Over the past several years, there have really been very few new IP's that have done as well as iterations of existing IPs. Bcause people are staying in their comfort zone rather than purchase something from a new IP.That being said we've also seen the degradation of existing IPs due to exhausting possible content ideas. But that is generally a case of the publishers wanting new iterations produced with a little money as possible. Limiting producting resources limits creativity. Of course, giving developers to come out with a new iteration every year has also had a LOT to do with degradation over the past few years.
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Dave Herod Senior Programmer, Codemasters10 years ago
@Andreas - While I don't disagree with that, it does sound a bit close to the issue of people judging quality of a game by the time it takes them to complete it, which I don't exactly like. I played Journey, recently. It's 2 hours long, and it cost a tenner. But it's brilliant. Ignoring the fact that it was downloaded, if I'd bought it in a shop I wouldn't even dream of trading it in even if I never played it again. World of Warcraft, however, goes on forever, but it's dull grinding. The last thing I want is game designers to take, say, a 10 hour game and drag it out over 40 hours if the game doesn't suit it. I'd rather have a tightly focused 10 hours than 40 hours of boring repetition. But it's not really fair that a brilliant but short game should get its sales destroyed by retailers exploiting it.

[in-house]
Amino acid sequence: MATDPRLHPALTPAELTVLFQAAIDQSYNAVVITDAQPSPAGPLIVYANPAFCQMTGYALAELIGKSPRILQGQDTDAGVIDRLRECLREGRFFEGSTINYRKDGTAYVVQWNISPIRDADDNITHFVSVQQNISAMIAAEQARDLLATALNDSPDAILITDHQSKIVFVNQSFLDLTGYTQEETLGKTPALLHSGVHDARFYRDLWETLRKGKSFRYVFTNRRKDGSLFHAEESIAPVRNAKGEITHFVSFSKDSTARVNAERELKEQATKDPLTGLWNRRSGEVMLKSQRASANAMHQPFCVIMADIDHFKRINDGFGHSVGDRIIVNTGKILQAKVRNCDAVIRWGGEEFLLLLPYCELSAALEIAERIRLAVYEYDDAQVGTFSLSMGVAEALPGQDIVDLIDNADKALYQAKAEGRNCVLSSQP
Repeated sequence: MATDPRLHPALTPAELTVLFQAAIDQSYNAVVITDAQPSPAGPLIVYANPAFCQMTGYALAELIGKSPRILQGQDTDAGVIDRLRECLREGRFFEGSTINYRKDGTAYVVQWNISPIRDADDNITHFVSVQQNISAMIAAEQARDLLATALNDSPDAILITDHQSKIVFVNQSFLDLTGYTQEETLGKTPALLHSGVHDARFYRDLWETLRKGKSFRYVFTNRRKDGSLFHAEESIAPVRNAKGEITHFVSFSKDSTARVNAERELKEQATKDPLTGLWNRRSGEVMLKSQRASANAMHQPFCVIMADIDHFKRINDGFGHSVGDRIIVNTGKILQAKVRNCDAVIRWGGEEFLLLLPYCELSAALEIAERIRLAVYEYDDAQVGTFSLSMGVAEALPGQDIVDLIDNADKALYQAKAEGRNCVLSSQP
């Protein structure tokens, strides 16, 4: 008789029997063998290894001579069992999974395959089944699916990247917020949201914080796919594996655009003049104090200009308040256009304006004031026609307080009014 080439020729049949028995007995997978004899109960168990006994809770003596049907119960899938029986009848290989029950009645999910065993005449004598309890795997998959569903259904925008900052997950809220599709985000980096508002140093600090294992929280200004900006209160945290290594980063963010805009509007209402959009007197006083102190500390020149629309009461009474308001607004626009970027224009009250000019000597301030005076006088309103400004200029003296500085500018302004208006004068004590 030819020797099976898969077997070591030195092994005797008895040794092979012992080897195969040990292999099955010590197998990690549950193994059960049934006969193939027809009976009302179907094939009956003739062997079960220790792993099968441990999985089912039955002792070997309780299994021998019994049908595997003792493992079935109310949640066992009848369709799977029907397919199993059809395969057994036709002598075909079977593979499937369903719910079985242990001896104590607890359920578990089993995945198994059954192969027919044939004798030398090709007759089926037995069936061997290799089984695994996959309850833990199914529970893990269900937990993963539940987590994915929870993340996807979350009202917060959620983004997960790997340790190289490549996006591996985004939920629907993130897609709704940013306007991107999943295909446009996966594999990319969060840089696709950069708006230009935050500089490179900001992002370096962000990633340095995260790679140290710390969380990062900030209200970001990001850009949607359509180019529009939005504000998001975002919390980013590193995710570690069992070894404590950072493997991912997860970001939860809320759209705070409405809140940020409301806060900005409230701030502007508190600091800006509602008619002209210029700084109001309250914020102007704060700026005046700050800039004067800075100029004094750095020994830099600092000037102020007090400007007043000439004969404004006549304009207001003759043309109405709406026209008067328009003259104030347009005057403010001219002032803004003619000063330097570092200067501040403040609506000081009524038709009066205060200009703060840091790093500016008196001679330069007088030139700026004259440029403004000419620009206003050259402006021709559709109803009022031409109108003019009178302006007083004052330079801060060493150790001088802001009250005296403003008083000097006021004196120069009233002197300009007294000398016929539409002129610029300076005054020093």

Not only this, but the fact that customers will get more money for their trade in the earlier they bring it back, the more it encourages people to rush through the game as quickly as they can rather than taking their time and enjoying it more. The sooner they trade it in, the sooner they stop talking about the game to their friends, it fades away quicker. The whole thing just erodes the effective lifetime of a game.
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Dave Herod Senior Programmer, Codemasters10 years ago
@Andreas - In that case, I totally agree with you in principle, but you and I aren't representative of the whole gamer market. As long as that option of getting some money back is there, plenty of people will take it, no matter how much they enjoyed the game. If they've "finished" it, they'll get rid of it. Possibly to offset the price of the next game which they might not be able to afford otherwise.

Personally, I've never traded a game in at a retailer, and I've never bought a pre-owned game. Even games that turned out to be stinkers, because I just disagree with the whole concept.

At the end of the day, if a game flops, someone like me or you finds their job in danger. If they made a terrible game, I guess no one can argue, but I hate seeing average, but not brilliant, games get poor sales, and the developer closed down as a result. There's not much room for a game to sell slowly but steadily any more, it seems like you have to be a sure fire hit or a complete failure, so no wonder publishers only take safe bets now. If there were middle ground, say, a risky new IP that turned out only "ok" and got "ok" sales, rather than a complete disaster, publishers wouldn't be so terrified of trying.